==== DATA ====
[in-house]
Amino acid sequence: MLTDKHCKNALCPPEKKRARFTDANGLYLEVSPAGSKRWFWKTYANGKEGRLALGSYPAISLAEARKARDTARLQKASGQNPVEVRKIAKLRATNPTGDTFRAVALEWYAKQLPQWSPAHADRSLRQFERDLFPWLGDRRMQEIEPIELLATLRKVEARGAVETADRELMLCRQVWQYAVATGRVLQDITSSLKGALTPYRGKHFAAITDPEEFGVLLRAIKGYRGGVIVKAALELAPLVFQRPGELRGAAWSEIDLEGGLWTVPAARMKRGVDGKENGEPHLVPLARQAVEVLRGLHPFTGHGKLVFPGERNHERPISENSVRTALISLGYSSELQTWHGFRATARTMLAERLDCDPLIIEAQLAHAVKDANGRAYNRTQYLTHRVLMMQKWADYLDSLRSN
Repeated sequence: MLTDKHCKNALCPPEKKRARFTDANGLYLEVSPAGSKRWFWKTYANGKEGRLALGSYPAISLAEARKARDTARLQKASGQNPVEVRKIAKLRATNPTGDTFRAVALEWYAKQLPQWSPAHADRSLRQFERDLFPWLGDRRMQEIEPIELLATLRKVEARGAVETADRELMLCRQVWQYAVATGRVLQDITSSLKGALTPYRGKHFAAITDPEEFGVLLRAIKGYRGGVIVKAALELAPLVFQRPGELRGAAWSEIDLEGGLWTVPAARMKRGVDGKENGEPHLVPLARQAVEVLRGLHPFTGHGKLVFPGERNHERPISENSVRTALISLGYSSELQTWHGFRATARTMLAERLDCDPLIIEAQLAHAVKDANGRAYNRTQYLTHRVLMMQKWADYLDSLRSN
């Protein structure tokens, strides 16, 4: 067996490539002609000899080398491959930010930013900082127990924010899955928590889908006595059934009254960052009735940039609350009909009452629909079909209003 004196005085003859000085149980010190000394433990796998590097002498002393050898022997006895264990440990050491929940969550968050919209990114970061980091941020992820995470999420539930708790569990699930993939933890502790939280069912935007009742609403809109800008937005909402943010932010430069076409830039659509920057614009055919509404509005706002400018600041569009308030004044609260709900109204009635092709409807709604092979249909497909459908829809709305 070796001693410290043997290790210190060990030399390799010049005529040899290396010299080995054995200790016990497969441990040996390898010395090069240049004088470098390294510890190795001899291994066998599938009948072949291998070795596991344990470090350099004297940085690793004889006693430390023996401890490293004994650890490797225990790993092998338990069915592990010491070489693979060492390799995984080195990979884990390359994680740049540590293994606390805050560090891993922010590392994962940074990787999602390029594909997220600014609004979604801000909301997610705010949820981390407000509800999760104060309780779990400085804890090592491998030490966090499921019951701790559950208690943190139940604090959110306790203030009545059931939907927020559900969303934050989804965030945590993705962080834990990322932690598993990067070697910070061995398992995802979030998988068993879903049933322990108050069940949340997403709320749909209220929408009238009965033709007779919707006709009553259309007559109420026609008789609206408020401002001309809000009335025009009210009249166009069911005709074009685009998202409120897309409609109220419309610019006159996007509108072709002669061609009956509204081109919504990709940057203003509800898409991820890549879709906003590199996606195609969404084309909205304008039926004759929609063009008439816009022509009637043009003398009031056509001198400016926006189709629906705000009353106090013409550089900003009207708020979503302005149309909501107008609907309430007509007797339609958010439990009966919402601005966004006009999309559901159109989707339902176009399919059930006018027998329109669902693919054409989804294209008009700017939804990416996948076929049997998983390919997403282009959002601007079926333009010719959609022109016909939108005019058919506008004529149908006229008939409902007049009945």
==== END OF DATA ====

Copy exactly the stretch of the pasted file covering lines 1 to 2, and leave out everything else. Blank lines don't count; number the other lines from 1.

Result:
[in-house]
Amino acid sequence: MLTDKHCKNALCPPEKKRARFTDANGLYLEVSPAGSKRWFWKTYANGKEGRLALGSYPAISLAEARKARDTARLQKASGQNPVEVRKIAKLRATNPTGDTFRAVALEWYAKQLPQWSPAHADRSLRQFERDLFPWLGDRRMQEIEPIELLATLRKVEARGAVETADRELMLCRQVWQYAVATGRVLQDITSSLKGALTPYRGKHFAAITDPEEFGVLLRAIKGYRGGVIVKAALELAPLVFQRPGELRGAAWSEIDLEGGLWTVPAARMKRGVDGKENGEPHLVPLARQAVEVLRGLHPFTGHGKLVFPGERNHERPISENSVRTALISLGYSSELQTWHGFRATARTMLAERLDCDPLIIEAQLAHAVKDANGRAYNRTQYLTHRVLMMQKWADYLDSLRSN